Sue Ryder could shut hospices in lockdown cash crisis

The Sue Ryder charity has launched an emergency appeal for donations after revealing it faces a shortfall of four to five million pounds a month because of the coronavirus lockdown.

The organisation supports healthcare by providing hospice services, both in-patient units and in the community with at-home care services nationally - including the Duchess of Kent Hospice in Reading, Berkshire.

Sue Ryder also runs neurological services and an online bereavement support service. However, the charity announced that the hospices may have to close, unless it receives extra funding soon.

Richard Littledale, whose wife Fiona was cared for at the Sue Ryder hospice in Reading said the compassion and care continued after his wife's death... and he wants others families to continue to have the same support.

Sue Ryder's Chief Executive, Heidi Travis, said they have had to shut more than 450 charity shops temporarily during the lockdown and that their fundraising activity has virtually come to a halt.

She has called for more Government support for the sector as a whole, saying that her charity alone has lost 70% of its monthly income. She also made an appeal to the public to help their local services.

It's not the only hospice organisation to be affected. Naomi House & Jacksplace hospices in Hampshire, Wiltshire, Berkshire, Dorset, and the Isle of Wight, are also facing serious challenges.

Naomi House & Jacksplace has closed 23 shops temporarily due to the coronavirus lockdown

The plea for financial help to retain hospice care services is echoed by 13-year-old Jack Browne. He was diagnosed with Lymphoid Leukaemia in 2018, a condition which attacks his white blood cells. He spent three months in the Royal Marsden Hospital in London, but now receives essential chemotherapy at home in Gravesend, Kent.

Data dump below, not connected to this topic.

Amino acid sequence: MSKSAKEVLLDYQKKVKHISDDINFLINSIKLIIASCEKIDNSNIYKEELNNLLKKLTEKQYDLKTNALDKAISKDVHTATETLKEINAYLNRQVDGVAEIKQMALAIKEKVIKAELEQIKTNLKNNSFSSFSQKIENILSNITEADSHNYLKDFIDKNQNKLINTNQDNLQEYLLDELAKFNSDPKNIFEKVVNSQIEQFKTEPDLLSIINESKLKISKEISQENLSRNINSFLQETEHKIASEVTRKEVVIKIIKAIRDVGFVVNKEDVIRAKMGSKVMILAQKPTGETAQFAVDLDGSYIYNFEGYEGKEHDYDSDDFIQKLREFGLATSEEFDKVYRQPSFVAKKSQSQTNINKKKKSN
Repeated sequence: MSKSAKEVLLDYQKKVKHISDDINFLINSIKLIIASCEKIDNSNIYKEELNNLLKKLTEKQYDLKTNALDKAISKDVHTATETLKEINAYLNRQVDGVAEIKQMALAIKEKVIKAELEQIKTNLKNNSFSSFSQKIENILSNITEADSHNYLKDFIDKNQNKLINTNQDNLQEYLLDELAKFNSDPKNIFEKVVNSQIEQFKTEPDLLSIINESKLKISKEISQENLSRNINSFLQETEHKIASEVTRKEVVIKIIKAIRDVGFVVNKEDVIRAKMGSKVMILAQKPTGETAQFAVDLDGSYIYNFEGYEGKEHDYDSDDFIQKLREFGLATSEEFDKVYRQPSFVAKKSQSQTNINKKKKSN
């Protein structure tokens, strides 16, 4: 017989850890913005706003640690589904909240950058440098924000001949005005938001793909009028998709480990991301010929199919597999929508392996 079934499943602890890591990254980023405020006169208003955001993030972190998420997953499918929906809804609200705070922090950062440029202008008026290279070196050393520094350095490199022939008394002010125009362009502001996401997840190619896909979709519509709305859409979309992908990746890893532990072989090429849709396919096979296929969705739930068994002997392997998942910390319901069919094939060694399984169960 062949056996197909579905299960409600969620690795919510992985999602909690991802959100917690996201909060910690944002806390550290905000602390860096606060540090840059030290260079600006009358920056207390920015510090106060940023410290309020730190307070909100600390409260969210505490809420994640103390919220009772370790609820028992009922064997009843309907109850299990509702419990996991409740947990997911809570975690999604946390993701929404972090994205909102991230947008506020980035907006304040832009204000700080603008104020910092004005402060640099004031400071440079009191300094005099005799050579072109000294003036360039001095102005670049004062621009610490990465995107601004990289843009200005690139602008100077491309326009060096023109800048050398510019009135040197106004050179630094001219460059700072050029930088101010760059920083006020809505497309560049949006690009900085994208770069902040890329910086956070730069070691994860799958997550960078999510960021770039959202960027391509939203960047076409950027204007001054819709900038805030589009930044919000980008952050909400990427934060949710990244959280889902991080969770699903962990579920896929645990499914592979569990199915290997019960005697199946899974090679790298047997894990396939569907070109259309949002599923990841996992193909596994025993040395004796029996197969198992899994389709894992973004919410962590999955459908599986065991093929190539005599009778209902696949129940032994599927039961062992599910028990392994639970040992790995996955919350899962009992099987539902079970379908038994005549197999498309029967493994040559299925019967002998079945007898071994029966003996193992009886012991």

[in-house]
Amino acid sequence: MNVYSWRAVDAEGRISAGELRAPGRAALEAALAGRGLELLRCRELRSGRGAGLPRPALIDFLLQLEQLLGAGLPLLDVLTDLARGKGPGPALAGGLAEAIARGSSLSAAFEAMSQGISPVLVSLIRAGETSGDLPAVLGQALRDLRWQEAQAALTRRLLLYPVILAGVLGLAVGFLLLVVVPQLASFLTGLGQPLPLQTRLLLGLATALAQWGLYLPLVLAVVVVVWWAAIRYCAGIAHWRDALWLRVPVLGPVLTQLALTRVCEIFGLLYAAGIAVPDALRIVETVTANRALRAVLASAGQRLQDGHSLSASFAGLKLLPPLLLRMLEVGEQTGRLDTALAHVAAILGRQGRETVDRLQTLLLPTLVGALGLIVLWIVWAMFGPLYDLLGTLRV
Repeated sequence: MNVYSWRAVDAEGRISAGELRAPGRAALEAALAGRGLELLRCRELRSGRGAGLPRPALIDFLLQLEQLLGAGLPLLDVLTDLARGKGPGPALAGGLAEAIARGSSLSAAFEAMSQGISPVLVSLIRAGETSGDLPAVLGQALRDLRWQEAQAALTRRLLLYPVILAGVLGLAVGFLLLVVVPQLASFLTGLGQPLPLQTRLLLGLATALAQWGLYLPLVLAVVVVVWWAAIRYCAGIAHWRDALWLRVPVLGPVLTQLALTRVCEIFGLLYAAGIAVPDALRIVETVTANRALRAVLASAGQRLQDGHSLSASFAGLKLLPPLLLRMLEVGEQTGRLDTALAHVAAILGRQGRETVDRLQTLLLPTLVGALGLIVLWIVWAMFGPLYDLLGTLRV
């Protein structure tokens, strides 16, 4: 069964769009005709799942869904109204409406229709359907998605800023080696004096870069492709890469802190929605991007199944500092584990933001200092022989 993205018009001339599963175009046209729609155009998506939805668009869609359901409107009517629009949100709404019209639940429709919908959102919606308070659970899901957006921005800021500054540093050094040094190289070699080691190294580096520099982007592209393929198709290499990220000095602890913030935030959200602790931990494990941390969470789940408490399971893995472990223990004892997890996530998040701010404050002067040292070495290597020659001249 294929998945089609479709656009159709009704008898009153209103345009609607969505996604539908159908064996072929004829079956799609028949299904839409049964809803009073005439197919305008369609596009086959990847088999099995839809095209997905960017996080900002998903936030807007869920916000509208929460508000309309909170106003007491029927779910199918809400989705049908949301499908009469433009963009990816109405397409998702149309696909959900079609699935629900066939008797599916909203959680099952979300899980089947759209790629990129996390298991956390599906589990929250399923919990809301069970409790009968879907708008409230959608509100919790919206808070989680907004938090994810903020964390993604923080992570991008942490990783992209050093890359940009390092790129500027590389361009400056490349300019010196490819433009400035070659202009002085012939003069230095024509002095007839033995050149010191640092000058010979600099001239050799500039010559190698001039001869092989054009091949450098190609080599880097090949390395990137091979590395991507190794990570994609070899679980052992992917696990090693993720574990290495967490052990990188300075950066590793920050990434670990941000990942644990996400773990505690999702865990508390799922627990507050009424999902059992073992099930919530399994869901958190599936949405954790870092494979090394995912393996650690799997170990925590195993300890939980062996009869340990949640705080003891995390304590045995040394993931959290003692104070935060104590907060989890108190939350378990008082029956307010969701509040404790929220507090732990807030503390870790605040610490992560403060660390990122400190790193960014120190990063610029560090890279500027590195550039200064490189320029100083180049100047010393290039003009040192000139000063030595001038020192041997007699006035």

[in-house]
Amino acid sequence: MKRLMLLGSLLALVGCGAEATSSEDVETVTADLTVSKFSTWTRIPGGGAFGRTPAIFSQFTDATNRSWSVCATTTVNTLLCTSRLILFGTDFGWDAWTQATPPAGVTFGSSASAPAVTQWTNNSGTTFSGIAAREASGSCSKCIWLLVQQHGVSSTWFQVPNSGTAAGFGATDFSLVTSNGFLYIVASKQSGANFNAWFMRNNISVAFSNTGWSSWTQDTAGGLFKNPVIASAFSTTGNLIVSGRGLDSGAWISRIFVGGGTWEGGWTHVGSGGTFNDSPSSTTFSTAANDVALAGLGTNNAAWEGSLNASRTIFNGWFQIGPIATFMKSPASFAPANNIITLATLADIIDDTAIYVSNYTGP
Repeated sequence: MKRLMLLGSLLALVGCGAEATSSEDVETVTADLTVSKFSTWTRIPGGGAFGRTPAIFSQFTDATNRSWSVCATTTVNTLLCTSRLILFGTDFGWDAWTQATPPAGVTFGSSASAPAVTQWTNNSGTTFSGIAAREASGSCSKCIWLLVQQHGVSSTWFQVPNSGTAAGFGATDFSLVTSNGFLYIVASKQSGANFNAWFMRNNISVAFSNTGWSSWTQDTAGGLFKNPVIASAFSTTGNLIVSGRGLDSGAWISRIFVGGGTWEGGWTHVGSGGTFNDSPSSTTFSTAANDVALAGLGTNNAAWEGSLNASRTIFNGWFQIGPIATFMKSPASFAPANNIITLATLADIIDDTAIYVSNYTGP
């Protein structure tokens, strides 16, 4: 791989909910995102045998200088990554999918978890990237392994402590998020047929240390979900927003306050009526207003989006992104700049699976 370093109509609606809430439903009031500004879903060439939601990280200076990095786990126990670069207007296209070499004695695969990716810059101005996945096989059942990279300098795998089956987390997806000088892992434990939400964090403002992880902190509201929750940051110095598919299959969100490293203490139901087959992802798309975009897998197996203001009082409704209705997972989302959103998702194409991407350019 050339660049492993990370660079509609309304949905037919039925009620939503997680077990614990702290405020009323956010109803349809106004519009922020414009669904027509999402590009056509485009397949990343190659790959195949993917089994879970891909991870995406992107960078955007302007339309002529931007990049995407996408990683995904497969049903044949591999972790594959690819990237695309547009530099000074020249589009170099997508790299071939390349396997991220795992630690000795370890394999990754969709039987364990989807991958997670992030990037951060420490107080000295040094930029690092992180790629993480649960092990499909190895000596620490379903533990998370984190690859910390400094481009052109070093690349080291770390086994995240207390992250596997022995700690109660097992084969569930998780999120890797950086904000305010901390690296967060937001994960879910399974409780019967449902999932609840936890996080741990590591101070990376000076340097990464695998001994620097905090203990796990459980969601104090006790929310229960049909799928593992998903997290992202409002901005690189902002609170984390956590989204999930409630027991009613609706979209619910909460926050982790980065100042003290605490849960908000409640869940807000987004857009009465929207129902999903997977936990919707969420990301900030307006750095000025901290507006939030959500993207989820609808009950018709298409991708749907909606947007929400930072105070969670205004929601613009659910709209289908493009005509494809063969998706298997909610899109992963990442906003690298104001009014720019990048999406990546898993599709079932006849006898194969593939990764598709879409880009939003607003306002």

Jack Browne, 13, in hospital - he now also receives chemotherapy at home

Jack is under the care of the Ellenor children's service, one of the only children's hospice at home teams in the UK providing care for children with cancer. It means he can spend more time with his family.

Jack's nurse is Tricia Gilmore, a senior nurse at the organisation. She said she could see the change in him since he had begun to have some of his treatments at home.

The Ellenor children's service is appealing for help to keep its community work going, particularly during the COVID-9 pandemic. They say they want to keep children at risk of infection away from main hospitals as much as possible. The organisation needs to raise seven million pounds a year, but has seen a loss of more than one million pounds after having to close its charity shops.

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In response to the pleas for help for hospices, the Government has said that it is preparing a package to support them.